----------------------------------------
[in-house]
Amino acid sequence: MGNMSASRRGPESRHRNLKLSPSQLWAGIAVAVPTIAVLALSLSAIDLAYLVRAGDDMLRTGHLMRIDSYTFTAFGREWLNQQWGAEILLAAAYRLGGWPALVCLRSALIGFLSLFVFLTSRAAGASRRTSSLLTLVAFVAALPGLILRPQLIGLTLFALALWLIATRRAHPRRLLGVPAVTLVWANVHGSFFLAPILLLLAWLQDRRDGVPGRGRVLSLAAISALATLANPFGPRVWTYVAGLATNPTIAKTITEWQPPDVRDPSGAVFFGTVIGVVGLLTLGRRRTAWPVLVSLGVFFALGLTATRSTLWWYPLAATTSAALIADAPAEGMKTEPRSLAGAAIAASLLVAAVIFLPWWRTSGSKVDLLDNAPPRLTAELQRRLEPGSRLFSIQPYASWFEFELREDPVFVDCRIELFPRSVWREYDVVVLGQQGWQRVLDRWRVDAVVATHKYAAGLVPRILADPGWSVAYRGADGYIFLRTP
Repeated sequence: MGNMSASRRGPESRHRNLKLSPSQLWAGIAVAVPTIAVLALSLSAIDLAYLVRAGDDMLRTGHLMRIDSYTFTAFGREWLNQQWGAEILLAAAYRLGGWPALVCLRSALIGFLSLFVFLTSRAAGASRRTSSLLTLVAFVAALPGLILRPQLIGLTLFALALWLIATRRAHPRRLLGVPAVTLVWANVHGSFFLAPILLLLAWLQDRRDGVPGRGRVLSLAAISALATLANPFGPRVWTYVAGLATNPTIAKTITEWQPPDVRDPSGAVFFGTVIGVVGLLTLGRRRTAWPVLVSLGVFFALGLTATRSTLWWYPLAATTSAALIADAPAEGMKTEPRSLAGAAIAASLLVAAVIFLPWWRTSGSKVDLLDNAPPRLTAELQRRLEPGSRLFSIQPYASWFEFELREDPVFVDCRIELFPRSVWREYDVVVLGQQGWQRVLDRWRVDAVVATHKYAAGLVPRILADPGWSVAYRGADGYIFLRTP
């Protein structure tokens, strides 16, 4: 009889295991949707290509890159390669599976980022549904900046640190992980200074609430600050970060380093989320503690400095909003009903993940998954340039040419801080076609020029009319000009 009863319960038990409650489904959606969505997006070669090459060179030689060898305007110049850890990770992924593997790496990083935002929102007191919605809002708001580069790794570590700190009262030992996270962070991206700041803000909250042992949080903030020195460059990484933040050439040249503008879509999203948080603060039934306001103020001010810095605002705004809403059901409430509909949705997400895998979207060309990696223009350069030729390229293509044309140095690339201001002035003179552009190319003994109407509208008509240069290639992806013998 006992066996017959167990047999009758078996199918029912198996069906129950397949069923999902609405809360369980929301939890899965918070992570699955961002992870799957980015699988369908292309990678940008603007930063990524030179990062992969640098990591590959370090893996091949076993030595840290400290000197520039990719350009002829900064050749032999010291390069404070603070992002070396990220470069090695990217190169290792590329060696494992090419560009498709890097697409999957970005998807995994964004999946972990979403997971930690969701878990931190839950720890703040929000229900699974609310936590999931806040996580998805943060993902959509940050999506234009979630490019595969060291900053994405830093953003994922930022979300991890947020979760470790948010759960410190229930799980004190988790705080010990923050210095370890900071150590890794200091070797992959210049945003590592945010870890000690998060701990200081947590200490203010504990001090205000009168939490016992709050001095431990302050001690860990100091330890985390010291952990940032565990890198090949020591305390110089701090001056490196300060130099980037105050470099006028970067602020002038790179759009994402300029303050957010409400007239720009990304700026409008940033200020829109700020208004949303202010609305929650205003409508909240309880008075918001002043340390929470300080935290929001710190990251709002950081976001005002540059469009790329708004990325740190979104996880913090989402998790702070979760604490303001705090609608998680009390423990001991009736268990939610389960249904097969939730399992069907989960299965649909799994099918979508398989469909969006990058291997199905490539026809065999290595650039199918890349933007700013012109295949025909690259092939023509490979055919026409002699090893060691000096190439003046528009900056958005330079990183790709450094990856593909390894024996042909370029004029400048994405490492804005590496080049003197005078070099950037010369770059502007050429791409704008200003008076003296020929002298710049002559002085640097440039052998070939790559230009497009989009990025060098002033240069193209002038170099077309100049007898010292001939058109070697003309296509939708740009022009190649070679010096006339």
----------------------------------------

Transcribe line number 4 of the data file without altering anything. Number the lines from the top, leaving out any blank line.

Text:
């Protein structure tokens, strides 16, 4: 009889295991949707290509890159390669599976980022549904900046640190992980200074609430600050970060380093989320503690400095909003009903993940998954340039040419801080076609020029009319000009 009863319960038990409650489904959606969505997006070669090459060179030689060898305007110049850890990770992924593997790496990083935002929102007191919605809002708001580069790794570590700190009262030992996270962070991206700041803000909250042992949080903030020195460059990484933040050439040249503008879509999203948080603060039934306001103020001010810095605002705004809403059901409430509909949705997400895998979207060309990696223009350069030729390229293509044309140095690339201001002035003179552009190319003994109407509208008509240069290639992806013998 006992066996017959167990047999009758078996199918029912198996069906129950397949069923999902609405809360369980929301939890899965918070992570699955961002992870799957980015699988369908292309990678940008603007930063990524030179990062992969640098990591590959370090893996091949076993030595840290400290000197520039990719350009002829900064050749032999010291390069404070603070992002070396990220470069090695990217190169290792590329060696494992090419560009498709890097697409999957970005998807995994964004999946972990979403997971930690969701878990931190839950720890703040929000229900699974609310936590999931806040996580998805943060993902959509940050999506234009979630490019595969060291900053994405830093953003994922930022979300991890947020979760470790948010759960410190229930799980004190988790705080010990923050210095370890900071150590890794200091070797992959210049945003590592945010870890000690998060701990200081947590200490203010504990001090205000009168939490016992709050001095431990302050001690860990100091330890985390010291952990940032565990890198090949020591305390110089701090001056490196300060130099980037105050470099006028970067602020002038790179759009994402300029303050957010409400007239720009990304700026409008940033200020829109700020208004949303202010609305929650205003409508909240309880008075918001002043340390929470300080935290929001710190990251709002950081976001005002540059469009790329708004990325740190979104996880913090989402998790702070979760604490303001705090609608998680009390423990001991009736268990939610389960249904097969939730399992069907989960299965649909799994099918979508398989469909969006990058291997199905490539026809065999290595650039199918890349933007700013012109295949025909690259092939023509490979055919026409002699090893060691000096190439003046528009900056958005330079990183790709450094990856593909390894024996042909370029004029400048994405490492804005590496080049003197005078070099950037010369770059502007050429791409704008200003008076003296020929002298710049002559002085640097440039052998070939790559230009497009989009990025060098002033240069193209002038170099077309100049007898010292001939058109070697003309296509939708740009022009190649070679010096006339």